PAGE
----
Celebrating Indigenous culture

BY BRENDA GIFFORD

Brenda Gifford from the Indigenous Connections team talks about the recent National Indigenous Music Awards and the NFSA Indigenous Oral Histories program.

Dan Sultan. Courtesy Chryss Carr Management. Photo by Glenn Campbell.

The National Indigenous Music Awards (NIMAs) are a premiere Indigenous music event. The NIMAs showcase the rich musical landscape of Indigenous Australia and highlight the music from remote and Top End Aboriginal communities. Held annually, they are a special celebration of Indigenous music. This year’s ceremony took place at Darwin’s historic The Amphitheatre on 10 August.

 

 

The Indigenous Connections team attended the NIMAs to collect oral histories and the interviews we recorded represent a snapshot of current Indigenous music.

Interviewees include Dan Sultan, Briggs, Tjintu Desert Band, Jacinta Price, Catherine Satour and Mark Munk.

The NIMAs provided a great opportunity for me to talk to the musicians and bands about their music, especially musicians from the desert and singers we don’t always get the opportunity to hear in the cities. It’s important to capture their stories and put Indigenous musicians on the record, and have their stories in the NFSA collection.

A highlight of the evening was Dan Sultan’s performance, playing a blistering set that left the audience wanting more. The band played like a well-oiled machine and Sultan mesmerised the crowd with his live version of the song 'Under Your Skin’.

Sultan won awards for Album of the Year, Song of the Year and Cover Art of the Year, cementing his position as a shining light in Australian music. You can watch the video to Dan’s single 'Under Your Skin’, from the album Blackbird, below:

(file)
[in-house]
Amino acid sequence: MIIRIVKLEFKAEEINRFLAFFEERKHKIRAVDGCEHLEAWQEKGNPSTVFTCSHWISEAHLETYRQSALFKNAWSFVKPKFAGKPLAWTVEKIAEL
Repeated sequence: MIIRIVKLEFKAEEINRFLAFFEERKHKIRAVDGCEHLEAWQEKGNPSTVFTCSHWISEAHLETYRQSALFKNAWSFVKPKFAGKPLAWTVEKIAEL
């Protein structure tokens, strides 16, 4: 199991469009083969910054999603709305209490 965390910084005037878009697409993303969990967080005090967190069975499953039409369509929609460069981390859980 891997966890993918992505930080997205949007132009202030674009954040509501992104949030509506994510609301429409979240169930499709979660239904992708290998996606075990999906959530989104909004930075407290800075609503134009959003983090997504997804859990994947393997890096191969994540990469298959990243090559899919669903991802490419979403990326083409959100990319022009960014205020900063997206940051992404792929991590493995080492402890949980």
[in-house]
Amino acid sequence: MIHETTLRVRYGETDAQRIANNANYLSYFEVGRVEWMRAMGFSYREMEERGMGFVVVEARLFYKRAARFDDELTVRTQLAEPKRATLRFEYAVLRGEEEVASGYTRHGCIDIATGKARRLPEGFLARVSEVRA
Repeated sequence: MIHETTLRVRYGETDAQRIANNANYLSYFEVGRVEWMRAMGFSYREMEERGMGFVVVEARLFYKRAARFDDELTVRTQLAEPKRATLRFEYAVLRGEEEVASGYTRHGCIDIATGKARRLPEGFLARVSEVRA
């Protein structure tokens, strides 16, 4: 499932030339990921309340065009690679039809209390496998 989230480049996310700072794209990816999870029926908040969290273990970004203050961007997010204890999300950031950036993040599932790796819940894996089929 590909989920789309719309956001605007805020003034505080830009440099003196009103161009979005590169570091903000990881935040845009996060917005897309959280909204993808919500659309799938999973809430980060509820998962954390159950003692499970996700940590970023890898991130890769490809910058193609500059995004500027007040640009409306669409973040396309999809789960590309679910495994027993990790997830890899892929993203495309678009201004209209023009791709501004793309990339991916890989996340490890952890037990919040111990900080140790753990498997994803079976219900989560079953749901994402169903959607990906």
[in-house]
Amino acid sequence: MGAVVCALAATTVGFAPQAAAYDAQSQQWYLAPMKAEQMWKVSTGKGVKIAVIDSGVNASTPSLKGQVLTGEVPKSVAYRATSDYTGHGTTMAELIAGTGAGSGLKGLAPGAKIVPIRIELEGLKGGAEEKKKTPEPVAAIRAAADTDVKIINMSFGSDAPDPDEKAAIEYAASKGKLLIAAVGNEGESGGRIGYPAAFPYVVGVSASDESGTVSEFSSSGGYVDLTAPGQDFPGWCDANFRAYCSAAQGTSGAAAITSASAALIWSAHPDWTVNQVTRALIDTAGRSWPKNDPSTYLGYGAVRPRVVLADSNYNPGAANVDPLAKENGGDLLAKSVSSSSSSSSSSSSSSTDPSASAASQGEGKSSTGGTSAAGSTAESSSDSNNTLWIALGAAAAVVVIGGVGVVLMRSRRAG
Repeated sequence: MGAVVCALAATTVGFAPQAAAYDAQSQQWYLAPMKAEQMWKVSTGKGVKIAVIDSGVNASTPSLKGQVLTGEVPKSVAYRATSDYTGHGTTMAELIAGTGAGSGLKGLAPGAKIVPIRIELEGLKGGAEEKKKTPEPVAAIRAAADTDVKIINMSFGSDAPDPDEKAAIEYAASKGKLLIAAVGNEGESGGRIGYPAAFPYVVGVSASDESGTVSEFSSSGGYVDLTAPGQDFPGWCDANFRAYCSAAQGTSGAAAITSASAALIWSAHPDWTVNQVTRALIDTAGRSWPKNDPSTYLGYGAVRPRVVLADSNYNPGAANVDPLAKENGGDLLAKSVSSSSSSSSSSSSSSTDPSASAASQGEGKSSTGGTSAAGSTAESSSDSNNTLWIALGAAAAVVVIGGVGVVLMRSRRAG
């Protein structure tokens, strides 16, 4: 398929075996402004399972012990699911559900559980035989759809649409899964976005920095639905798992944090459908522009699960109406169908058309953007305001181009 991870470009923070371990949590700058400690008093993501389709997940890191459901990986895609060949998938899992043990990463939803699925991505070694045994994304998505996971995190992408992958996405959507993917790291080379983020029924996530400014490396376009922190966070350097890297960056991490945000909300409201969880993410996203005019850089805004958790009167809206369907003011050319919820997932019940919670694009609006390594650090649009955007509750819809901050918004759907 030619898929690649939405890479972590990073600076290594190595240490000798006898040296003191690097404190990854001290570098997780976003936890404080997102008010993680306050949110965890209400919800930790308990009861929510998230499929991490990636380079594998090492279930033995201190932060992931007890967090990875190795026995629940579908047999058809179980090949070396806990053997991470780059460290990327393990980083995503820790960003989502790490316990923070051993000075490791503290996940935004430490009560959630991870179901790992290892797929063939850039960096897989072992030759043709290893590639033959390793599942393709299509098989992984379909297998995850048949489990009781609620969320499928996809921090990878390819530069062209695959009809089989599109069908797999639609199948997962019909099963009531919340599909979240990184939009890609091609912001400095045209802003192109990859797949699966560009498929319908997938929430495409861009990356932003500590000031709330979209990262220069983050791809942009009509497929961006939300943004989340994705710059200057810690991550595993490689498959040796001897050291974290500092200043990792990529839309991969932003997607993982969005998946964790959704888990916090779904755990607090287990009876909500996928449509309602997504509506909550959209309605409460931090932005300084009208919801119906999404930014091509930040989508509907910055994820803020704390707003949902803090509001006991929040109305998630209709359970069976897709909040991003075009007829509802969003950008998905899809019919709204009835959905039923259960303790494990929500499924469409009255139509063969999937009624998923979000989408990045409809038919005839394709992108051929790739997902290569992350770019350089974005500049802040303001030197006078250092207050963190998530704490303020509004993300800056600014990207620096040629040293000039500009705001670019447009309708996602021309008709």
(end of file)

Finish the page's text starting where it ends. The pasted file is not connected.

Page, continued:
Also at the NIMAs were Jacinta Price and Catherine Satour from The Desert Divas Indigenous Women’s Music Program, a key initiative of Music NT that supports the development of remote Aboriginal women musicians.

Tjintu Desert Band showcased the amazing level of talent in Aboriginal communities and, through their music, showed us their strong connection to country and culture. They represented the ongoing contribution of desert bands to the music scene.

Crowd favourite Tom E Lewis played material from his critically acclaimed album Beneath the Sun.

It was great to see Indigenous hip hop artists and music receive due recognition of the genre and representation at the awards, with artists such as Briggs and the induction of rapper Munkimuk (AKA Mark Munk Ross) into the NIMA Hall of Fame. Hip hop and rap are the genres of music that this generation of artists are using to get their message across so it was very important for us to speak to artists like Briggs and Munk and have their stories on the record.

The diversity of music represented in this year’s awards – everything from rap and reggae through to rock – shows that Aboriginal music is in a great place, solid and strong. The NFSA holds collection material on Dan Sultan, including Dan singing ‘Nyul Nyul Girl’ from the Bran Nue Dae soundtrack (NFSA title: 799990), and Briggs’s song ‘The Wrong Brother’, from the album The Blacklist (NFSA title: 1030053).

The mixture of community, location and great music was a winning combination and gave me a night I won’t forget for a long time.